Consistent with the narrowing of spreads and less risk aversion in recent weeks, implied volatilities have decreased or stayed at relatively low levels. Page 2 graphs long-term implied volatilities on the S&P 100, the two main exchange rate pairs, and the ten-year Treasury futures since January 2000. The better performance of U.S. equity markets in recent weeks—the S&P 500, for example, is up 15 percent—has coincided with the fall in implied vols. As shown in the top panel, which depicts the S&P 100 volatility index, that measure of equity volatility is back to below the 25 percent level for the first time since corporate governance worries heightened after the WorldCom collapse. Currency volatilities continued to trade in well-worn ranges, near the 10 percent level that has prevailed for some time. These volatility levels have been maintained both during the appreciation of the dollar in the beginning of the period and during the more recent period of dollar depreciation. The implied volatilities in the ten-year Treasury futures contract have continued to ebb in recent weeks to levels observed in the first half of 2001. Part of that recent falloff in volatility may also be due to the decline in the Mortgage Bankers Association’s Refinancing Index, as prepayments have slowed. That also may have lessened the demand for hedging by mortgage investors and corporate treasurers.
Turning to Europe, the top panel on page 3 graphs the Libor fixing for euro three- month deposits in black and the implied rates three, six, and nine months forward in green. The forward rates continue to trade below the cash rate and market participants expect further easing from the ECB, as forecasts for European growth are still being trimmed. In the middle panel, credit spreads in the euro area continue to narrow as well. In particular, the lower end of the investment-grade universe has outperformed the rest. But unlike the case in the United States, issuance actually picked up early this year, as shown in the chart at the bottom left, so supply there is holding up. One possibility is that European companies are now going through some of the same dynamics that U.S. companies went through in 2001 and 2002, when they issued debt heavily in order to refinance and restructure debt and to extend the term of maturing commercial paper.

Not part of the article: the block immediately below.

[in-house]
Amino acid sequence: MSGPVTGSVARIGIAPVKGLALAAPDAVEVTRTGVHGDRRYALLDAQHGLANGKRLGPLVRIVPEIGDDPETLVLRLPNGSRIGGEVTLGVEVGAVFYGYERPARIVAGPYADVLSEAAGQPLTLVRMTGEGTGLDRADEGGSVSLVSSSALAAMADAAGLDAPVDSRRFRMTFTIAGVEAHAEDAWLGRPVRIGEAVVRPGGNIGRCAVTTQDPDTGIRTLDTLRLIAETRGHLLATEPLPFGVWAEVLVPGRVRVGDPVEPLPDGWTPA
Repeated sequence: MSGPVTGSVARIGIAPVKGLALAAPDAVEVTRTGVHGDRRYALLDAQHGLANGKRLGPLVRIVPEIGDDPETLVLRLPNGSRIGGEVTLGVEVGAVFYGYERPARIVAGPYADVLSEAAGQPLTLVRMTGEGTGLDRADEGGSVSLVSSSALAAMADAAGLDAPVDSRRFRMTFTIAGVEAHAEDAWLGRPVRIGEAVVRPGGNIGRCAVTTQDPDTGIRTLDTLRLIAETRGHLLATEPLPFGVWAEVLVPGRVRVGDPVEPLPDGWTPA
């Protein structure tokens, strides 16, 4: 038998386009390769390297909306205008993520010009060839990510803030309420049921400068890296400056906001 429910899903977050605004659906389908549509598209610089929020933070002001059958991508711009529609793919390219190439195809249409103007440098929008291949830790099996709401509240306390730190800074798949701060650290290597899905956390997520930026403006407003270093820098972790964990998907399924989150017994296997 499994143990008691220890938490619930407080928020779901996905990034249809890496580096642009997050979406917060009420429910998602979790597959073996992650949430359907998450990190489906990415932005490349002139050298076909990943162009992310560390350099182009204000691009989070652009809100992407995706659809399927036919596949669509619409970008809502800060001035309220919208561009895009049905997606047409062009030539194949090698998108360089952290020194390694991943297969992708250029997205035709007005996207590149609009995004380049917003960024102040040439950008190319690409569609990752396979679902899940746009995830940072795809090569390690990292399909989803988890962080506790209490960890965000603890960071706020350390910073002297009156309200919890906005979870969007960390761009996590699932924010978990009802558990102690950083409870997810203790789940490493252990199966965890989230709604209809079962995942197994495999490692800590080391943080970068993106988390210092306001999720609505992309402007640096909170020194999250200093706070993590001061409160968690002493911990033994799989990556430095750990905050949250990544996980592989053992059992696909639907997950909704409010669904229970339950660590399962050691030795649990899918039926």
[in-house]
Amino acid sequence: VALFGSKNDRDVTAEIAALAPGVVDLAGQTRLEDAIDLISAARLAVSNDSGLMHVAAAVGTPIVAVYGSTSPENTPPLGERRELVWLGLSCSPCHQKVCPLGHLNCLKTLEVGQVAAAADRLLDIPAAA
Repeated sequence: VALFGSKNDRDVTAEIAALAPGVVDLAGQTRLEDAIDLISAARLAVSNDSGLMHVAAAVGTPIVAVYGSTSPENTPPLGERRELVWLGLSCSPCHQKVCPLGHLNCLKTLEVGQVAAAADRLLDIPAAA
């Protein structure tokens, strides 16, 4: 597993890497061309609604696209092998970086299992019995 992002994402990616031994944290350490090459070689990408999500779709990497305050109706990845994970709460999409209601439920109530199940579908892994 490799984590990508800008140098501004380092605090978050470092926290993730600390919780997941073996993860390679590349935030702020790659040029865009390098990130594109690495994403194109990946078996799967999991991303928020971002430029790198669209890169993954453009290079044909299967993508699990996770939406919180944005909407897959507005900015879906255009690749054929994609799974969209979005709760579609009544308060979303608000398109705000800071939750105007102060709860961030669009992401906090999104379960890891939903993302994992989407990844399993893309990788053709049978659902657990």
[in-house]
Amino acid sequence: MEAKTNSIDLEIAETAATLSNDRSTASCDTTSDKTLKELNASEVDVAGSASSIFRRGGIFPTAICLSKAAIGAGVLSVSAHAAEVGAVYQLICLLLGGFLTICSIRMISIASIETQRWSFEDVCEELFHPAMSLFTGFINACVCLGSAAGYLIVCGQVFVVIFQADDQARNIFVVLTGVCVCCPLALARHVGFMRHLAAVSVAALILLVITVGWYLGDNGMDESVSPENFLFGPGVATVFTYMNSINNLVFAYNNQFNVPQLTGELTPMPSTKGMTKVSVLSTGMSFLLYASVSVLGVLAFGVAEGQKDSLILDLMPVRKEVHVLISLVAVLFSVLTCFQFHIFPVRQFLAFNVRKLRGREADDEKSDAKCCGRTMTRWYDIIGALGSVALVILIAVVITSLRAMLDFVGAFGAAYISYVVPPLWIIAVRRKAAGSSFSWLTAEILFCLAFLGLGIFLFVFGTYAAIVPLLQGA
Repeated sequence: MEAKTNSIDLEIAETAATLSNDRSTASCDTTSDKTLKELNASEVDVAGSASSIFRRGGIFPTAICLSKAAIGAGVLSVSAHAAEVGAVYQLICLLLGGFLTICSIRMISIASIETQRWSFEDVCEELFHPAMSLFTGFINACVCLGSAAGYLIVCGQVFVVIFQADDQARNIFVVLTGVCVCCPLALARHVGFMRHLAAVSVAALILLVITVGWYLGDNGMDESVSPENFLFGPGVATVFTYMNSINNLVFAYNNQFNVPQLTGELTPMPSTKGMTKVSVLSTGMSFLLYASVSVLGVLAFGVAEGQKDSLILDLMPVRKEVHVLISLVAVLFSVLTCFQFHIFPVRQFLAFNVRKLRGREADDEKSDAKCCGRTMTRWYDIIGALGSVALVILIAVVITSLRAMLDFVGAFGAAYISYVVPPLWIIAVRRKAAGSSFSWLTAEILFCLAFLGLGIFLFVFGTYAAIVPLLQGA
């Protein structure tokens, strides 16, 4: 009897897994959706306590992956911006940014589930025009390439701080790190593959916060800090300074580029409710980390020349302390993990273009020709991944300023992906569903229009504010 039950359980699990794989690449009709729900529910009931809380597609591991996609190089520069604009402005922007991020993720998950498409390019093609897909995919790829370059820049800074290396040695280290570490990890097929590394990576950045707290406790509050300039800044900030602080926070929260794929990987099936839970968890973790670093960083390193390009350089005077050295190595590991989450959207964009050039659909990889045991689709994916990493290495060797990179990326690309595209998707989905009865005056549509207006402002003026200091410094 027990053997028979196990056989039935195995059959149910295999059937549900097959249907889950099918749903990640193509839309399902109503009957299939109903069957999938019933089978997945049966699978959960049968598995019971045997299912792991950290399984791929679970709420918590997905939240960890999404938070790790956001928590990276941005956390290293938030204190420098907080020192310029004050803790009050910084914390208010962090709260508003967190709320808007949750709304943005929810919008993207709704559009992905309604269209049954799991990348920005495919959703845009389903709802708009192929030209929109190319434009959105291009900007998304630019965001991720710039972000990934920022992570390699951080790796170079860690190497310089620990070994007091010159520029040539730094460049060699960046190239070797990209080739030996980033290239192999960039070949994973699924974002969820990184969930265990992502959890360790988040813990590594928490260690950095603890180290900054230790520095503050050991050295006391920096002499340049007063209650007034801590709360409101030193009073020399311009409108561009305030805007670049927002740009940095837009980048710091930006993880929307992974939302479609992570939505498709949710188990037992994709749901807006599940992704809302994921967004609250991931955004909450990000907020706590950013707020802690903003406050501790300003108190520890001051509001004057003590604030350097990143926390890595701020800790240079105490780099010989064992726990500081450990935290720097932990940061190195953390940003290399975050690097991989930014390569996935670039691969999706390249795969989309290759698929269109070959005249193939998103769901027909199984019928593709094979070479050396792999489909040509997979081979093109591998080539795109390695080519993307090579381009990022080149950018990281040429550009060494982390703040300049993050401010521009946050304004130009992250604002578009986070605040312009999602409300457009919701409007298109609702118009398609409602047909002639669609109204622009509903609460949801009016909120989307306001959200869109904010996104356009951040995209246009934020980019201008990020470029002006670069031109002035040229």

In the foreign exchange markets, the euro has continued to rise past 112 and is now at the 113 level against the dollar—its strongest level since February 1999, which was roughly six weeks after the euro’s launch. Investors shifting assets into the euro area reportedly include central banks, Japanese insurance and pension companies, and European institutional investors who have preferred to keep funds at home rather than move them overseas. Although we don’t think of the euro as a high-yielding currency per se, both short- and long-term rates are meaningfully higher than those for the two G-3 counterpart currencies.
Turning to page 4, Japanese markets show no signs that the deflationary pressures in that country are abating. The banking situation continues to post challenges for Japanese policymakers, and the recent declines in Japanese stocks have accentuated those worries. The Nikkei stock index fell below 8,000 during the intermeeting period for the first time since 1983. This has again raised talk in Japanese policy circles about measures such as so-called price-keeping operations to stem the declines in equity prices and hence conserve capital resources of the banks and insurers. Unlike most other major equity markets, the Nikkei did not rally in mid-March. That divergence from other equity markets is depicted in the top panel. The S&P and DAX, to take just two examples, came off their lows rather sharply, whereas the Nikkei continued its steady decline toward and then below the 8,000 level. Today it is just above that level. The Japanese bond markets also have been gloomy, as shown in the middle panel. The ten-year yield is trading at about 61 or 62 basis points, and the yield on the twenty-year bond is at 94 basis points. Among benchmark issues, only the thirty-year yield, trading at 1.06 percent, has a positive integer before the decimal point, though not by very much.